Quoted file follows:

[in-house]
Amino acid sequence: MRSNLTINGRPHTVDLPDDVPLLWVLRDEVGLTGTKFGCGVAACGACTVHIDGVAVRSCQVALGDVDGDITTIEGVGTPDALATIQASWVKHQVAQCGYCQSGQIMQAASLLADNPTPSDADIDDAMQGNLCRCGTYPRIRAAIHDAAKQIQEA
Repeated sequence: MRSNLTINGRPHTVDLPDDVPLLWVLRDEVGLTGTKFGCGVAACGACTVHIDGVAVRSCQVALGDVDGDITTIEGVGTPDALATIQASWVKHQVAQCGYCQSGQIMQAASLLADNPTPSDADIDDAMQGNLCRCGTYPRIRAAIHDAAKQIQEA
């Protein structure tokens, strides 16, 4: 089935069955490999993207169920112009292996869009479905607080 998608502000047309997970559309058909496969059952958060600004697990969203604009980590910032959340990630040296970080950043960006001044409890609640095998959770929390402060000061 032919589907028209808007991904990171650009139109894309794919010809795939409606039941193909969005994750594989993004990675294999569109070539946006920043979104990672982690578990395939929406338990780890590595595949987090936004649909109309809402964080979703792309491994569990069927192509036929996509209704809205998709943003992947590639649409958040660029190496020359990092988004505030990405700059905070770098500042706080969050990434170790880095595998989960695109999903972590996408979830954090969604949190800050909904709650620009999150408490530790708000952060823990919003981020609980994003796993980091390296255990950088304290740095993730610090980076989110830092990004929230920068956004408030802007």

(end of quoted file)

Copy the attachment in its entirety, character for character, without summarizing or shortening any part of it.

[in-house]
Amino acid sequence: MRSNLTINGRPHTVDLPDDVPLLWVLRDEVGLTGTKFGCGVAACGACTVHIDGVAVRSCQVALGDVDGDITTIEGVGTPDALATIQASWVKHQVAQCGYCQSGQIMQAASLLADNPTPSDADIDDAMQGNLCRCGTYPRIRAAIHDAAKQIQEA
Repeated sequence: MRSNLTINGRPHTVDLPDDVPLLWVLRDEVGLTGTKFGCGVAACGACTVHIDGVAVRSCQVALGDVDGDITTIEGVGTPDALATIQASWVKHQVAQCGYCQSGQIMQAASLLADNPTPSDADIDDAMQGNLCRCGTYPRIRAAIHDAAKQIQEA
């Protein structure tokens, strides 16, 4: 089935069955490999993207169920112009292996869009479905607080 998608502000047309997970559309058909496969059952958060600004697990969203604009980590910032959340990630040296970080950043960006001044409890609640095998959770929390402060000061 032919589907028209808007991904990171650009139109894309794919010809795939409606039941193909969005994750594989993004990675294999569109070539946006920043979104990672982690578990395939929406338990780890590595595949987090936004649909109309809402964080979703792309491994569990069927192509036929996509209704809205998709943003992947590639649409958040660029190496020359990092988004505030990405700059905070770098500042706080969050990434170790880095595998989960695109999903972590996408979830954090969604949190800050909904709650620009999150408490530790708000952060823990919003981020609980994003796993980091390296255990950088304290740095993730610090980076989110830092990004929230920068956004408030802007």